“Salaries here are far from international standards for an MBA grad,” says Paolo Lising, a Filipino national who graduated from National Taiwan University’s Global MBA program in 2011. A former journalist, he moved to Taiwan to change careers. He now works for a large technology company and runs his own startup.

Lising urges the government to make it easier for foreign professionals to find work here. “It seems sometimes the government just wants to protect locals,” he says. But to revive the economy and activate industrial transformation, “there needs to be a balance,” he says. “Taiwan needs some global talent to tackle the economic challenges it faces.”

Increasing competitiveness

Some alumni of English-language graduate programs in Taiwan have gone on to found successful businesses. Richard deVries, who earned an MBA from NCCU in 2009, is the co-founder of Geber Brand Consulting, one of the best-known branding consultancies in Taiwan. With offices in Taipei and Shanghai, Geber has worked with some of Taiwan’s largest tech firms over the years.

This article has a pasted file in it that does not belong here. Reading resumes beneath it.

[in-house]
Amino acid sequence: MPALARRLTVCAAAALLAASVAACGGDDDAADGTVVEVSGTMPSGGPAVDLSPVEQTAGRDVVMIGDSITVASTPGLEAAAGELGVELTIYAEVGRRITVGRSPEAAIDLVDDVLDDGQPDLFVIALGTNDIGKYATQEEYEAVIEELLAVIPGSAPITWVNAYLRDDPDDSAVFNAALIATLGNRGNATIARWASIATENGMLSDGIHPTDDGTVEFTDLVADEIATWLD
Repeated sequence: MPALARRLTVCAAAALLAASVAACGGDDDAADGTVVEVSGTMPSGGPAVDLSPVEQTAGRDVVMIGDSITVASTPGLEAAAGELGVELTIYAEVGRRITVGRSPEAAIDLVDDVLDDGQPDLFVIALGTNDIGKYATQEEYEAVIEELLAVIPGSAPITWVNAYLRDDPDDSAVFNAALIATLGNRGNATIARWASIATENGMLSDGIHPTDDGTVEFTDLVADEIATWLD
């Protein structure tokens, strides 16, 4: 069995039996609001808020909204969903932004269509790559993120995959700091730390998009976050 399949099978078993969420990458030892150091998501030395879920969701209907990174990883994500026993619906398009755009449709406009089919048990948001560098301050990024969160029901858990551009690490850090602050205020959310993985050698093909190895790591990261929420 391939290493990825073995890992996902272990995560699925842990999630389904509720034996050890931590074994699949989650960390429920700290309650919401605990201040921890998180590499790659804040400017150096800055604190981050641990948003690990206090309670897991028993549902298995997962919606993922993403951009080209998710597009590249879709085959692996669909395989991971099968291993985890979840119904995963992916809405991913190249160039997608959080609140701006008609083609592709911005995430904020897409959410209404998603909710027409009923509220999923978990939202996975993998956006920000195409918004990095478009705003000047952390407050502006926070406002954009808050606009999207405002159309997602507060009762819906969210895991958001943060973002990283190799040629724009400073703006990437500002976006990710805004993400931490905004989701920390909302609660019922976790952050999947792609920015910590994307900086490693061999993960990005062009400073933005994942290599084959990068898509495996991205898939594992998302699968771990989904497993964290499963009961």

In deVries’ view, government-mandated pay caps on professors are hampering the development of international education programs here. “NTU and NCCU are prestigious enough to attract top professors but it’s not necessarily the case for other schools,” he says. Without more competitive remuneration packages – one way that schools in China have recruited adept global teaching talent – “Taiwanese universities have their hands tied.”

Changes are afoot, however. Starting next year, MOE is launching its Yushan Project to substantially raise salaries and research allowances for selected outstanding faculty members. Some NT$4.15 billion (US$136.8 million) per year is being budgeted. A number of academic groups have criticized the plan as creating divisions within academia and ignoring the need to reduce teaching loads. But others have welcomed the introduction of more flexibility into the setting of professors’ salaries.

Professor David Chou, director of the National Taiwan Normal University–University of South Carolina dual-degree DIMBA program, told Taiwan Business TOPICS in an interview that the program has “some room to design appropriate compensation.” The one-year program is held for roughly 10 months in Taipei and two months in South Carolina. Faculty from the Darla Moore School of Business at the University of South Carolina teach on both campuses.